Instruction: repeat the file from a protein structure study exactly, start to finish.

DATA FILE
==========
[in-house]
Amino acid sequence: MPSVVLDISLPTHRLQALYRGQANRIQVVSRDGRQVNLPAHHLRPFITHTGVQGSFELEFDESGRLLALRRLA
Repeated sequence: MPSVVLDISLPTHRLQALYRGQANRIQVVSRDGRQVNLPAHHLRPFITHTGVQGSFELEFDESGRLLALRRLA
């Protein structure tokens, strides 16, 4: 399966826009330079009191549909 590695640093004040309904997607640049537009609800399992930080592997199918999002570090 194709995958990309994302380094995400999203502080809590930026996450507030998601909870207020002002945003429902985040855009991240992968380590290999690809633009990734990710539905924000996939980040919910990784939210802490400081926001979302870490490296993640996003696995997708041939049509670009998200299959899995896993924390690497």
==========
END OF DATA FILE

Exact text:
[in-house]
Amino acid sequence: MPSVVLDISLPTHRLQALYRGQANRIQVVSRDGRQVNLPAHHLRPFITHTGVQGSFELEFDESGRLLALRRLA
Repeated sequence: MPSVVLDISLPTHRLQALYRGQANRIQVVSRDGRQVNLPAHHLRPFITHTGVQGSFELEFDESGRLLALRRLA
């Protein structure tokens, strides 16, 4: 399966826009330079009191549909 590695640093004040309904997607640049537009609800399992930080592997199918999002570090 194709995958990309994302380094995400999203502080809590930026996450507030998601909870207020002002945003429902985040855009991240992968380590290999690809633009990734990710539905924000996939980040919910990784939210802490400081926001979302870490490296993640996003696995997708041939049509670009998200299959899995896993924390690497």